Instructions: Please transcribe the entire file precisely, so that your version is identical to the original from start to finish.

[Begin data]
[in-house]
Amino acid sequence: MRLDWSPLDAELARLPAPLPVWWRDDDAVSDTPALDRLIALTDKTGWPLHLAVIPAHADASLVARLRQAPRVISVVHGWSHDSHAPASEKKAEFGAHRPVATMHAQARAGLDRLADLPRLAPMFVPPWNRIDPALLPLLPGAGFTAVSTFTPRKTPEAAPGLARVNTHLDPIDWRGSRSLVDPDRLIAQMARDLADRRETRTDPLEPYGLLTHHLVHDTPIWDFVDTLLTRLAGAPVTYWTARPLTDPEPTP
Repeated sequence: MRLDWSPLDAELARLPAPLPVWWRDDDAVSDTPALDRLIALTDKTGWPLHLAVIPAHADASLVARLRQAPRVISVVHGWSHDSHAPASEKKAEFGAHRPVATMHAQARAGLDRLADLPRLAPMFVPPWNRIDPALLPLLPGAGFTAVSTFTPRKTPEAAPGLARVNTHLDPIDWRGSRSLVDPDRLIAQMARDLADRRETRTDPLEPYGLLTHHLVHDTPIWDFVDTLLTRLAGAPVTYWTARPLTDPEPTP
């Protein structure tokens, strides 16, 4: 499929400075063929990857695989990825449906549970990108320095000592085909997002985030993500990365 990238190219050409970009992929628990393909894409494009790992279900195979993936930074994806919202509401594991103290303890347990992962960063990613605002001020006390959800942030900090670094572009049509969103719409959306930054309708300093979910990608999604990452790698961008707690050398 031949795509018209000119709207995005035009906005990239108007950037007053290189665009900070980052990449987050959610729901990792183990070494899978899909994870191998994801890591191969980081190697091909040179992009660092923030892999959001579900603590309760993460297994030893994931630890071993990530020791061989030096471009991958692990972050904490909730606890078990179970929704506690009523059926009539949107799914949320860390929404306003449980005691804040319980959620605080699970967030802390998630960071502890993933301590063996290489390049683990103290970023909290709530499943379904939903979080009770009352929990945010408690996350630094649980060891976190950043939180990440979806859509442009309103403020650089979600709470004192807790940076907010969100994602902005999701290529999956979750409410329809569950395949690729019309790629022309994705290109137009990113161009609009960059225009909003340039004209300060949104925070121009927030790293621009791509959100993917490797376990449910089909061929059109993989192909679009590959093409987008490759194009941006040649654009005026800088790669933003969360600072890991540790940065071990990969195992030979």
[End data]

[in-house]
Amino acid sequence: MRLDWSPLDAELARLPAPLPVWWRDDDAVSDTPALDRLIALTDKTGWPLHLAVIPAHADASLVARLRQAPRVISVVHGWSHDSHAPASEKKAEFGAHRPVATMHAQARAGLDRLADLPRLAPMFVPPWNRIDPALLPLLPGAGFTAVSTFTPRKTPEAAPGLARVNTHLDPIDWRGSRSLVDPDRLIAQMARDLADRRETRTDPLEPYGLLTHHLVHDTPIWDFVDTLLTRLAGAPVTYWTARPLTDPEPTP
Repeated sequence: MRLDWSPLDAELARLPAPLPVWWRDDDAVSDTPALDRLIALTDKTGWPLHLAVIPAHADASLVARLRQAPRVISVVHGWSHDSHAPASEKKAEFGAHRPVATMHAQARAGLDRLADLPRLAPMFVPPWNRIDPALLPLLPGAGFTAVSTFTPRKTPEAAPGLARVNTHLDPIDWRGSRSLVDPDRLIAQMARDLADRRETRTDPLEPYGLLTHHLVHDTPIWDFVDTLLTRLAGAPVTYWTARPLTDPEPTP
């Protein structure tokens, strides 16, 4: 499929400075063929990857695989990825449906549970990108320095000592085909997002985030993500990365 990238190219050409970009992929628990393909894409494009790992279900195979993936930074994806919202509401594991103290303890347990992962960063990613605002001020006390959800942030900090670094572009049509969103719409959306930054309708300093979910990608999604990452790698961008707690050398 031949795509018209000119709207995005035009906005990239108007950037007053290189665009900070980052990449987050959610729901990792183990070494899978899909994870191998994801890591191969980081190697091909040179992009660092923030892999959001579900603590309760993460297994030893994931630890071993990530020791061989030096471009991958692990972050904490909730606890078990179970929704506690009523059926009539949107799914949320860390929404306003449980005691804040319980959620605080699970967030802390998630960071502890993933301590063996290489390049683990103290970023909290709530499943379904939903979080009770009352929990945010408690996350630094649980060891976190950043939180990440979806859509442009309103403020650089979600709470004192807790940076907010969100994602902005999701290529999956979750409410329809569950395949690729019309790629022309994705290109137009990113161009609009960059225009909003340039004209300060949104925070121009927030790293621009791509959100993917490797376990449910089909061929059109993989192909679009590959093409987008490759194009941006040649654009005026800088790669933003969360600072890991540790940065071990990969195992030979």